About a year ago, my school district started on a journey to make information access easier for our community. Now, in New Albany, Floyd County, Indiana, there’s a new way to access information: by mobile app. Parents, students, and faculty in our school district can look to one place to find the school-related information they need.
It’s easy to see how having an app can be useful. The app gives our community a quick and easy way to access the school district’s news, events, maps, feedback, and more. To help other school districts learn from our experience, I’d like to share lessons we learned along the way:
1. Make the jump.
We first launched our mobile app,developed by AT&T Mobile Application Development, in spring 2013, which gave us time to work out the bugs while it was being used in that school year. Because of this, when we kicked off the next semester, we were able to share a new tool with parents to improve the timeliness and efficacy of communications.
2. Get the word out.
There’s no point in having an app if no one uses it. Spreading the word to parents is critical to shortening the feedback loop. At New Albany Floyd County School district, we featured our app in a video newsletter and distributed it to our community.
3. Keep an eye on optimization.
There’s always room for improvement. When we launched, we were eager to get a useful tool in the hands of our parents and educators. Now, after having the app in place for a while, we’re working with AT&T to launch an updated version that brings classroom learning and real-time student progress into the mobile arena.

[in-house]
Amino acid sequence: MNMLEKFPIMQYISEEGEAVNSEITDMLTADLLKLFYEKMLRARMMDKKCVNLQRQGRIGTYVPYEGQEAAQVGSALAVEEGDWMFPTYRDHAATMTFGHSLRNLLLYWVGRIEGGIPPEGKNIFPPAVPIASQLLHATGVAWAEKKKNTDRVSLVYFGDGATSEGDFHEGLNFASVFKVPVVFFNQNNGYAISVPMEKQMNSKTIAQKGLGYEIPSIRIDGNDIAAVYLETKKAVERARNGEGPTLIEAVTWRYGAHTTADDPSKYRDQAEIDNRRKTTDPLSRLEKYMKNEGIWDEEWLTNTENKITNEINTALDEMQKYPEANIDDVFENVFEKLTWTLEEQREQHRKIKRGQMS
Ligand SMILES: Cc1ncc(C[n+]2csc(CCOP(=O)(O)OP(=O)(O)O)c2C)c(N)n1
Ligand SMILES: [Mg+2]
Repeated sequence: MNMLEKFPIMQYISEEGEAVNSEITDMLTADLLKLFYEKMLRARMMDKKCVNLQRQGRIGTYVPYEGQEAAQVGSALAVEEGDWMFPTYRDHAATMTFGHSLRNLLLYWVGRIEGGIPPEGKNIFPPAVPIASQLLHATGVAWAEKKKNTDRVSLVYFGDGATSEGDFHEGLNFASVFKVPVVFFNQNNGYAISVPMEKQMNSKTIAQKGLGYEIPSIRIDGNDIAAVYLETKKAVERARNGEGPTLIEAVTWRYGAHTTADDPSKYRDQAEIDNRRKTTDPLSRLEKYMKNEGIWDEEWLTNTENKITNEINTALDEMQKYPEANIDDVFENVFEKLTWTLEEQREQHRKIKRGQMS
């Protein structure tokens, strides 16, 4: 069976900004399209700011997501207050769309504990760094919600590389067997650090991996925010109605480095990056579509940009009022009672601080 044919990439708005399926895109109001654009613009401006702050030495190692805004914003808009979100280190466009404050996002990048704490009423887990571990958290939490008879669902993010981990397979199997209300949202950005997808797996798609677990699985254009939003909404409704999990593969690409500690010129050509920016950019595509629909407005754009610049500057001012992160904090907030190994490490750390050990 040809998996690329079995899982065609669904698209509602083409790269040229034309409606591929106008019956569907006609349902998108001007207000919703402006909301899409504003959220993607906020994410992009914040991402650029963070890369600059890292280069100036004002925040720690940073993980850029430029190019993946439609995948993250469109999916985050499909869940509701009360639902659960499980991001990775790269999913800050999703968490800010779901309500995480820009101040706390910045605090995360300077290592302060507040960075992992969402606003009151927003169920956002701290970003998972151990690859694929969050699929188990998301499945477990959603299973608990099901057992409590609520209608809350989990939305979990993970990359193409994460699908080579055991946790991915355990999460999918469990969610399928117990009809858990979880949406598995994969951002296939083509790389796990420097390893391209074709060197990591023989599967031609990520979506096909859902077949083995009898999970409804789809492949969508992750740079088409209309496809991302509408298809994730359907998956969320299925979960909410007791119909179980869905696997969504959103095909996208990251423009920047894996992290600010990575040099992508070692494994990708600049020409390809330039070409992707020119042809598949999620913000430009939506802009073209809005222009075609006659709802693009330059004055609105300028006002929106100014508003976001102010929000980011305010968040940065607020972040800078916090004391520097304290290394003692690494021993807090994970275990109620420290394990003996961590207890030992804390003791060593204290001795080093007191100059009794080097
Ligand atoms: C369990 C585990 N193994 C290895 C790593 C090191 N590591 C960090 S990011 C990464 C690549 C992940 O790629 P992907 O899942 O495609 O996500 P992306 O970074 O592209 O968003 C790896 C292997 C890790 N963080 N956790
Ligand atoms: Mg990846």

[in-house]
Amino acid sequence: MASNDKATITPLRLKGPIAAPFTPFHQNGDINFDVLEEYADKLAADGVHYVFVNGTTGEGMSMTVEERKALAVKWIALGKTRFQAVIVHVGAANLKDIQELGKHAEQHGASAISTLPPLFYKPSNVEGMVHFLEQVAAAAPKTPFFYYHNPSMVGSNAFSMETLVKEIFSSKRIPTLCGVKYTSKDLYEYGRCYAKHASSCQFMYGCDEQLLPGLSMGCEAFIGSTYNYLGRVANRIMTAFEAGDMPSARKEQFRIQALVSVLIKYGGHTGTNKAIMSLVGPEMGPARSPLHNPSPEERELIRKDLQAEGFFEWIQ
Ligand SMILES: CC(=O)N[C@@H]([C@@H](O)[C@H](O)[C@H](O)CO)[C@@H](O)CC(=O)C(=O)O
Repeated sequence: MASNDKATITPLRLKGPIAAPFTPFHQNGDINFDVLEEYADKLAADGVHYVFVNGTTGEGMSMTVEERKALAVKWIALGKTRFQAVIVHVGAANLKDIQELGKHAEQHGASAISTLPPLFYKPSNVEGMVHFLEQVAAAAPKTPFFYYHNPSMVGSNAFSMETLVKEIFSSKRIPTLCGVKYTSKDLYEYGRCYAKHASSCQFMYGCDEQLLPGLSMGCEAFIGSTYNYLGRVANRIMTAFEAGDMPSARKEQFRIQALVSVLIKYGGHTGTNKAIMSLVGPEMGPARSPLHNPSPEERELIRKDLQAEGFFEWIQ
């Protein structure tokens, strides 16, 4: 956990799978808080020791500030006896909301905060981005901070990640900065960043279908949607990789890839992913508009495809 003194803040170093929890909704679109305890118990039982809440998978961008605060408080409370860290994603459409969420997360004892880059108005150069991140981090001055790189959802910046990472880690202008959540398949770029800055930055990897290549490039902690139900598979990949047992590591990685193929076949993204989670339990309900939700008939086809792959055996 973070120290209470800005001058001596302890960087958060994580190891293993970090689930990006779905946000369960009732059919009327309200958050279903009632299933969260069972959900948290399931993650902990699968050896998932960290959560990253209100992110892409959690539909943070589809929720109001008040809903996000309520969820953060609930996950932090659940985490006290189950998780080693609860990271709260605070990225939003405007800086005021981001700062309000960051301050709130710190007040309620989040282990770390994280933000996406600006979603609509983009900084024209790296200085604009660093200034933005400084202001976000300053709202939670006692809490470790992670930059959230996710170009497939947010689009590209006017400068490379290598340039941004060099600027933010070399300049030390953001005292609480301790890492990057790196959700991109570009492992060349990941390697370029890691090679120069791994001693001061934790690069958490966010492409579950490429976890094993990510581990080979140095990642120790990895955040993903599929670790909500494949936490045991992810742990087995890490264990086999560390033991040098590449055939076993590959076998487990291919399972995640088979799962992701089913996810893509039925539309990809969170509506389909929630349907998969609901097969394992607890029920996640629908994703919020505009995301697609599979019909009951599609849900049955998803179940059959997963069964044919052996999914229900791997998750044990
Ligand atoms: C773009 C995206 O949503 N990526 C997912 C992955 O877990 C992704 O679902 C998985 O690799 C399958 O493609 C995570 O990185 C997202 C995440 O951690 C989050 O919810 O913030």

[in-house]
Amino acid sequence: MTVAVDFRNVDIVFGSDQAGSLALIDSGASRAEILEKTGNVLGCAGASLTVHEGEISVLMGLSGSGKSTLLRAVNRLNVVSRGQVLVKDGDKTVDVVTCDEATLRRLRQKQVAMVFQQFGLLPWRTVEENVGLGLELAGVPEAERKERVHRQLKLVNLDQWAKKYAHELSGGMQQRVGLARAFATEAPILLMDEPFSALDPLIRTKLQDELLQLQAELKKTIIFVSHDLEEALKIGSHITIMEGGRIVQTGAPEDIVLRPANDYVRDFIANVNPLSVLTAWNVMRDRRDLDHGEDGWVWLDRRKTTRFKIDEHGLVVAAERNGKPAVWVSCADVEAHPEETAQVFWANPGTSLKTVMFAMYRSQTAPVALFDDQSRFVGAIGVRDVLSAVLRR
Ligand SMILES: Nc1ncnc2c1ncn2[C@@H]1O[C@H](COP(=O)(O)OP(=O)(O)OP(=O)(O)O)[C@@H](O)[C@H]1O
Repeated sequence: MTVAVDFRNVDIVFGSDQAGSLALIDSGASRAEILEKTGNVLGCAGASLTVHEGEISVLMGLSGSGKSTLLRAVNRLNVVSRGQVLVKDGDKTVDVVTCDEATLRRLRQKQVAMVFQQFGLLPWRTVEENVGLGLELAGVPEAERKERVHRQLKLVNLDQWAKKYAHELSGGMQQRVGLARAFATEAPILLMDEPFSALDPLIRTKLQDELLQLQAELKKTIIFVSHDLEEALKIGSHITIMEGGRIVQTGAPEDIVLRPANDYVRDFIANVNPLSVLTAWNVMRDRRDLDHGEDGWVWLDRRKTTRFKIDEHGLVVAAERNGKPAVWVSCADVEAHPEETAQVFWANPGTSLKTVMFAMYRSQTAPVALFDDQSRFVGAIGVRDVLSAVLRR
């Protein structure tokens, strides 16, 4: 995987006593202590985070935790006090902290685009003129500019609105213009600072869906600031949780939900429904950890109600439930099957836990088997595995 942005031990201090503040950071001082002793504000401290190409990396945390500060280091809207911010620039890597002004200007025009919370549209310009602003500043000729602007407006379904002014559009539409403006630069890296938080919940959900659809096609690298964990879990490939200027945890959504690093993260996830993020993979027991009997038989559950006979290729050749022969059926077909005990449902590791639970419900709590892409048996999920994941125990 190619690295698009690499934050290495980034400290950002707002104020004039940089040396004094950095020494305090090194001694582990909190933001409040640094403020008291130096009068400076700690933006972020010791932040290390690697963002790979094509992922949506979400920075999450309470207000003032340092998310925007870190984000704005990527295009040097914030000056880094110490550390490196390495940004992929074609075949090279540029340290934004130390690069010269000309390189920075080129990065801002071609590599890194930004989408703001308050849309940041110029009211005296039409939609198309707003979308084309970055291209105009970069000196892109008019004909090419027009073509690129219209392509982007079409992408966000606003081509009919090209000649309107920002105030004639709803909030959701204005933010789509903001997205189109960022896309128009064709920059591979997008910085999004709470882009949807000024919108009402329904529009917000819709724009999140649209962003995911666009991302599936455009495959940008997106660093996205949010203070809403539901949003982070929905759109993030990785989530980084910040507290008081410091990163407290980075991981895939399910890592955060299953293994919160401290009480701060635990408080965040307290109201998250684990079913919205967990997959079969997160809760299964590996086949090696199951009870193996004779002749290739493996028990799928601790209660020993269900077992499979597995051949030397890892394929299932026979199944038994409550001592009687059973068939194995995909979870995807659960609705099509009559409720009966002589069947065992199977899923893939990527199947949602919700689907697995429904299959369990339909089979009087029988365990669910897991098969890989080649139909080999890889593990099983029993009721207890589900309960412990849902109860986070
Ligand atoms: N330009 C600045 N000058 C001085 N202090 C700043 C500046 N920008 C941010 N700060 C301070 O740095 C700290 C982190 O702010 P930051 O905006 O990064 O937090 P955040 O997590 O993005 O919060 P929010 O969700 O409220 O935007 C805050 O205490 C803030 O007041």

Specifically, we wanted to create tailored portals for our main types of users. The new version integrates with our student information system and provides three unique views of student progress and achievement – teacher, parent, and student. We also chose to integrate our Learning Media Pool (LMP), so teachers can enrich student learning by choosing from a wealth of digital objects, both local and out on the Internet, to easily develop classroom lessons supported by audio and video.
4. Look to the future.
By leveraging the technology that students use every day, the app can open opportunities for the district to create social learning channels where students and teachers can collaborate and communicate in real time. The app can also help parents become more actively engaged.
5. Bridge school and home.
With the ability to monitor student progress in nearly real time and on an ongoing basis, parents can proactively ask their child what they learned/discussed in school each day, thus extending the opportunity for learning and discussion outside the classroom and into the home.
Along the way, I’ve learned – and continue to learn – ways to use technology to improve district operations. These things can enhance learning outcomes by facilitating an environment where the district administrators, teachers, parents, and students can all be more fully engaged and active participants in the education program.